Jeff Skaret: It’s an omnichannel experience. The online presence isn’t going away, it’s accelerating, though maybe not to the degree we all feared. What [De Beers research] has seen over last five years is that 82% of all diamonds sold are still sold in brick-and-mortar stores. That’s only down 1% from 83% five years ago.
Omnichannel means to meet the consumer wherever, whenever, and however they are. Finding ways for consumers to engage with your product and make it their own is critical to our industry. We still do look for people and connections where we can trumpet our presence. We can’t do it on our own, we require a lot of third party endorsement. It’s a way to bond with people with similar core values and standards.
Sarah Gorvitz: The Millennial generation will spend up to seven hours researching a product before buying it. The age of people only wanting to hear what a celebrity says is over.
Consumers can get ton of info around the four Cs and valuing diamonds, but where [the industry] shows softness are the things that are important but not so obvious in the value chain. For many people, a diamond is the oldest thing they will own. Another thing we focus on is rarity, one of least well understood aspects of diamonds. Why so expensive? They get it when we help them understand what it takes to bring them to the [earth’s] surface.
Elle Hill: One of problems is that the industry is so highly fragmented. It lags the fashion industry by 25 years or so in terms of branding. We’re nepotistic; we’ve got tiny little things with high value so we only want to work with people we know, and so on. It’s also not just retail to the end consumer, it’s supplier to retailer, rough diamonds and other groups further up the supply chain.
From left: Tracy Matthews, Jeff Skaret, and Ben Smithee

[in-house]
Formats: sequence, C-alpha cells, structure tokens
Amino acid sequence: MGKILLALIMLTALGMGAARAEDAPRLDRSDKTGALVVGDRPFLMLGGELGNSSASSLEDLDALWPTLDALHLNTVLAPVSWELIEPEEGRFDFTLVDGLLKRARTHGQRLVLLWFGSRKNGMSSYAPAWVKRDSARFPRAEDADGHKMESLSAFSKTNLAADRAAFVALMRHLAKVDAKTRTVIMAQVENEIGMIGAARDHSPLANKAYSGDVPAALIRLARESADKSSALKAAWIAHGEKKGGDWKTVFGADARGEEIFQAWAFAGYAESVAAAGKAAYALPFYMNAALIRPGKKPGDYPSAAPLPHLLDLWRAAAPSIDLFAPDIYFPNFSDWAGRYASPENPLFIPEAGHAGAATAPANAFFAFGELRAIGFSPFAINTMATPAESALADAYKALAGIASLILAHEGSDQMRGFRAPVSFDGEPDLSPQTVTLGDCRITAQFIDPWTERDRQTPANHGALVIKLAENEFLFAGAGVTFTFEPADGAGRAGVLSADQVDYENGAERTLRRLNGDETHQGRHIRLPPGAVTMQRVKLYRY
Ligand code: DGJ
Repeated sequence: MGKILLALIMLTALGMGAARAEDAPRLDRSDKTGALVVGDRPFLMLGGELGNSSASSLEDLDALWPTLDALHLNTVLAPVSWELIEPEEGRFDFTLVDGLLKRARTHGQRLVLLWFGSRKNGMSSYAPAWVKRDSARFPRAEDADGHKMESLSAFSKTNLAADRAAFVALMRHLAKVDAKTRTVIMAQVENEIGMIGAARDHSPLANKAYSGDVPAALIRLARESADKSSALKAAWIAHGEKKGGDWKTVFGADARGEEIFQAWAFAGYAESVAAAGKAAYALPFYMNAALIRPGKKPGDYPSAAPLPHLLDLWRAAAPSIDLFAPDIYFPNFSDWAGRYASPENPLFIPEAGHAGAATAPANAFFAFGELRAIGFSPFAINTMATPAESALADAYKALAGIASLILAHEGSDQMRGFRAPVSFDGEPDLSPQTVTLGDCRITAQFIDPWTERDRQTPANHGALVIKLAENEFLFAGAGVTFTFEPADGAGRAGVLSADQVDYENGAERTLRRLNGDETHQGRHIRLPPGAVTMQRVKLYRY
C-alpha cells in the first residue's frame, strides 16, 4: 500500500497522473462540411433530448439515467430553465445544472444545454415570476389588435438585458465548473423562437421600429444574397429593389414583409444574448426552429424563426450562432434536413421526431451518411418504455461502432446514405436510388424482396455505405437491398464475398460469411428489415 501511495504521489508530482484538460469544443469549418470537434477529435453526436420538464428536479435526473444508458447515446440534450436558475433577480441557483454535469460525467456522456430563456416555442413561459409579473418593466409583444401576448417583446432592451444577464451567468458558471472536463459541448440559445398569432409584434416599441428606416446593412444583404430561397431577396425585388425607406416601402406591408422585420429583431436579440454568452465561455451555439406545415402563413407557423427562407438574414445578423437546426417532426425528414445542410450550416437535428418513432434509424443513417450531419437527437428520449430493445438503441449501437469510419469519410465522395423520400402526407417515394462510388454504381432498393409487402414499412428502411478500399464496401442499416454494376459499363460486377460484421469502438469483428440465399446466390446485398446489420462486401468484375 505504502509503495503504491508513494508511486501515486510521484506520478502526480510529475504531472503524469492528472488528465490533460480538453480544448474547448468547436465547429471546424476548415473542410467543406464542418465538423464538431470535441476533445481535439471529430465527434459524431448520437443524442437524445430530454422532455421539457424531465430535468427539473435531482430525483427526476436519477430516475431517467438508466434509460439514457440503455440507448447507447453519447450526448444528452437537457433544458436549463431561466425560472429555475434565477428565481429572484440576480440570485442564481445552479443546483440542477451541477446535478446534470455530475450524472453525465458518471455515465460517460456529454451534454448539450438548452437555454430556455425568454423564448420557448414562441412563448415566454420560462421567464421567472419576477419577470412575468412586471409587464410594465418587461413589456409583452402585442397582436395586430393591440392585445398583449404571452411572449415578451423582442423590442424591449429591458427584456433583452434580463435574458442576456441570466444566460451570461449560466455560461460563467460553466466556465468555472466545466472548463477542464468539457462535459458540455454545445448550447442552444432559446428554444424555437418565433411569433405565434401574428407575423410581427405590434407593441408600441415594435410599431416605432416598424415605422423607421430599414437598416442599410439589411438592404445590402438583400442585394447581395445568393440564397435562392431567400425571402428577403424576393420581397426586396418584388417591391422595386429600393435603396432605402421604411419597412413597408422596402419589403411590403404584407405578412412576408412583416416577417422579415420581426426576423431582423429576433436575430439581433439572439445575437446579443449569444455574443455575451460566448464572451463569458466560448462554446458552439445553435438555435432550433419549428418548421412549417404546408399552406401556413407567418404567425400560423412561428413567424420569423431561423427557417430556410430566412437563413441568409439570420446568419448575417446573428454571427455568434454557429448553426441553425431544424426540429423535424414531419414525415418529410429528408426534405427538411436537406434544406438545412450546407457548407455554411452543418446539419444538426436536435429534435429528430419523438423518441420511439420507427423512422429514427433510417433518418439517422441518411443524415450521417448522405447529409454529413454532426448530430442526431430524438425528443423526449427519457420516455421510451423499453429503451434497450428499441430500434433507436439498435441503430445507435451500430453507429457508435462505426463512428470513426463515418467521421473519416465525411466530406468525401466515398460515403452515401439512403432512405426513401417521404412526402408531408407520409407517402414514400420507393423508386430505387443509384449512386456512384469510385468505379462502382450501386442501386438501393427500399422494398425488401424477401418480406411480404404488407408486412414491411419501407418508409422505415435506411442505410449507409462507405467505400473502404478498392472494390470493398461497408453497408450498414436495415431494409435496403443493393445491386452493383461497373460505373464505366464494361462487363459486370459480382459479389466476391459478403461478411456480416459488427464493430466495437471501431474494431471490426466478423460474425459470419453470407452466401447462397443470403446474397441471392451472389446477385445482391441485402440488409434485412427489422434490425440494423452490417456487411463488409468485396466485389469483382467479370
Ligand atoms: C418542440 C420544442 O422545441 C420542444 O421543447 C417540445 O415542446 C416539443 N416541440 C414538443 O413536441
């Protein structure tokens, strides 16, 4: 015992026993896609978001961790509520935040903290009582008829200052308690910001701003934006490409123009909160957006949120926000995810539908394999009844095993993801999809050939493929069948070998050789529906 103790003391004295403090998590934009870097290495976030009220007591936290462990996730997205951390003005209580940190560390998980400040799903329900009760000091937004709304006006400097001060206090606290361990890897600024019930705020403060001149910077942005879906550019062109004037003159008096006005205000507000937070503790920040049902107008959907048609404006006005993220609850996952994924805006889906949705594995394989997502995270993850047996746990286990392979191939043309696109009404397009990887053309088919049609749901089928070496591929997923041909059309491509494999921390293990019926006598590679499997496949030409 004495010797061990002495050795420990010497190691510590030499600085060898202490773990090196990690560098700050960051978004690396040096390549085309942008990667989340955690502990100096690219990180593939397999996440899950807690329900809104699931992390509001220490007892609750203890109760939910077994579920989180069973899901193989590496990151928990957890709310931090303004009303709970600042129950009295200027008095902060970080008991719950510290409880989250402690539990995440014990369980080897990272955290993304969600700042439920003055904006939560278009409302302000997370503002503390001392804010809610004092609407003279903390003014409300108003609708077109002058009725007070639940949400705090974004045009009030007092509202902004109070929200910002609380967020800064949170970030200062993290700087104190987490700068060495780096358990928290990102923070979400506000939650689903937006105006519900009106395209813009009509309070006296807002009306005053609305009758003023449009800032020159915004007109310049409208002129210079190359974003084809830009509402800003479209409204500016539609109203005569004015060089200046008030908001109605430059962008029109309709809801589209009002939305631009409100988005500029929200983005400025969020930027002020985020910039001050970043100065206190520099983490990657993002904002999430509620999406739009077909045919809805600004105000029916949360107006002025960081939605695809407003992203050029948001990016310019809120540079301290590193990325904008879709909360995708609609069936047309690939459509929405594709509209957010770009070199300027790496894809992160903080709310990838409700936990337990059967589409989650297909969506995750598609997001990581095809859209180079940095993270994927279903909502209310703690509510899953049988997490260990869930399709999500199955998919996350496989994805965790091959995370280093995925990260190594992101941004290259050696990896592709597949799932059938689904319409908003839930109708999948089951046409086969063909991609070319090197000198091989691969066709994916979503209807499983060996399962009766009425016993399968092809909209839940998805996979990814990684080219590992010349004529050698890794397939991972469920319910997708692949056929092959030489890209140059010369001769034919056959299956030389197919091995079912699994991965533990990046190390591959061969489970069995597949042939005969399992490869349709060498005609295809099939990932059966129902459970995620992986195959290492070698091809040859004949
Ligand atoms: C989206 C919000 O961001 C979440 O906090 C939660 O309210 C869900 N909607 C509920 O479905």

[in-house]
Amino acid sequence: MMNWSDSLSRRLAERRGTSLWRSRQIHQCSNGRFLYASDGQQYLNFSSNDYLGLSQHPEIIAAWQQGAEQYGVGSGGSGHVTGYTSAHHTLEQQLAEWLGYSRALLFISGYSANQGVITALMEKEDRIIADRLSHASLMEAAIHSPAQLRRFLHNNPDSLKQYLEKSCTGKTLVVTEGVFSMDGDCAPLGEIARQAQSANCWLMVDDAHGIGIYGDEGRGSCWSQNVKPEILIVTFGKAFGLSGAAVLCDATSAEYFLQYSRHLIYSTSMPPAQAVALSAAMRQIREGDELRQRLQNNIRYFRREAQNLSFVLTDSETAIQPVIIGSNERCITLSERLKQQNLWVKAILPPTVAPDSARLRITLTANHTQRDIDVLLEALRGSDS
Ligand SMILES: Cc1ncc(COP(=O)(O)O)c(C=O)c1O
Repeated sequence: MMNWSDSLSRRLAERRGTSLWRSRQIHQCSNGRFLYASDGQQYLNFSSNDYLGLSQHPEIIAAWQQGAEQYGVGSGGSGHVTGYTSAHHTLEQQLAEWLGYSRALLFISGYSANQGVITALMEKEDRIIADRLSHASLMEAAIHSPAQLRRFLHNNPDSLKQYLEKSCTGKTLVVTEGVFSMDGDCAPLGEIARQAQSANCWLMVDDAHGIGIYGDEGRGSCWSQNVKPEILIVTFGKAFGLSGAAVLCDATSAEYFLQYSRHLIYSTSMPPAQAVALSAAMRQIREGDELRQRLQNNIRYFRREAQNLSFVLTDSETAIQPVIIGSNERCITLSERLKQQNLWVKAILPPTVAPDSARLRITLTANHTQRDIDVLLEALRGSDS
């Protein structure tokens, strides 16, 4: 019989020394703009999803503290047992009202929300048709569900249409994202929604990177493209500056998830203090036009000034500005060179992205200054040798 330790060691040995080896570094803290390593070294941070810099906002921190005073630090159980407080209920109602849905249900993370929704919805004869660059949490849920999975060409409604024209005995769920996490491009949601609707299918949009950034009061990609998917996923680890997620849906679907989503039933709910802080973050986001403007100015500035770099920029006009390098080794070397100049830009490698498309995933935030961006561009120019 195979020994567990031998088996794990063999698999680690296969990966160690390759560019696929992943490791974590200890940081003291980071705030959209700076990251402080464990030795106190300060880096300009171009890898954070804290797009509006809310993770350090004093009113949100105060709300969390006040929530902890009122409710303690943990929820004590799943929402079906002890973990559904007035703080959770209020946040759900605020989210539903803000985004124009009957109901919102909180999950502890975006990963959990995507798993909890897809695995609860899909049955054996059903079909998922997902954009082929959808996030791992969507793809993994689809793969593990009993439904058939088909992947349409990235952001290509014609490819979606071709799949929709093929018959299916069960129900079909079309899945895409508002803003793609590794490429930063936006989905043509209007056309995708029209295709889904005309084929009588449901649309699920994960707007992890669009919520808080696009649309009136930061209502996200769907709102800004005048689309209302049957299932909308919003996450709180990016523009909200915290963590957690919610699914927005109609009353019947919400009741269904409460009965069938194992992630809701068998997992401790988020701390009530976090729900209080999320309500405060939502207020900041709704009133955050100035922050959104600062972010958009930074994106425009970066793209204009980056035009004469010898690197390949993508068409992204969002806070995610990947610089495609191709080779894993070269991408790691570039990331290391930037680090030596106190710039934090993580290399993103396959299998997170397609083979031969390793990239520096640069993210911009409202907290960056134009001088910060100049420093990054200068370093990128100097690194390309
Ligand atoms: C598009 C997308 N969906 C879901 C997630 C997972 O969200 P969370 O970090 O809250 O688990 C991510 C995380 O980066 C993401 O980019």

Jean Poh: Is blockchain adding that value to diamonds and jewelry?
Ben Smithee: People are scared of it and want to push it away. Remember I used to talk about social media marketing and people thought it was a fad! [Blockchain] is not something consumers are going to see as this new thing, it’s just going to be a new standard of excellence. All the players that have been hidden in the spaces will have to deal with public limelight, but it gives a whole new opportunity to tell a story.
Jeff Skaret: Not necessarily. Blockchain is going to be an industry-managed process, not every key turned on for every transaction. Some of the fear is that every transaction and every statement or invoice is exposed, and that’s not the case.
Tracy Matthews: A recent podcast featured Mark Hanna of Richline and designer Jennifer Dawes. Mark was talking about blockchain and sourcing from mine to consumer, Jennifer was talking about how to use blockchain to create a story. What’s the origin, how can people feel good about purchases, etc.
Ronnie Vanderlinden (from the audience): The largest inventory in world is in the hands of the consumer. When a consumer comes back to sell a diamond, is that going to render a stone much less valuable if it doesn’t have provenance? We also have to think about gazillions of carats of melee. If you talk to those developing for blockchain, there’s still lot of building going on.
Jean Poh: From my experience in dealing with younger consumers, if it’s been in the marketplace for any length of time, while that doesn’t change the ethics of how it came to be, it’s been scrubbed of its initial bad ethics. It just feels better. There’s some morality over the unknown; at least they know they’re not mining new.
Elle Hill: That’s why old mine and rose cuts are so important. But how is this affecting the consumer’s journey? Everything that we do and talk about as an industry, I worry we’re navel gazing a bit. How is this helping move the consumer along on that journey? That’s where we need to put our time and money.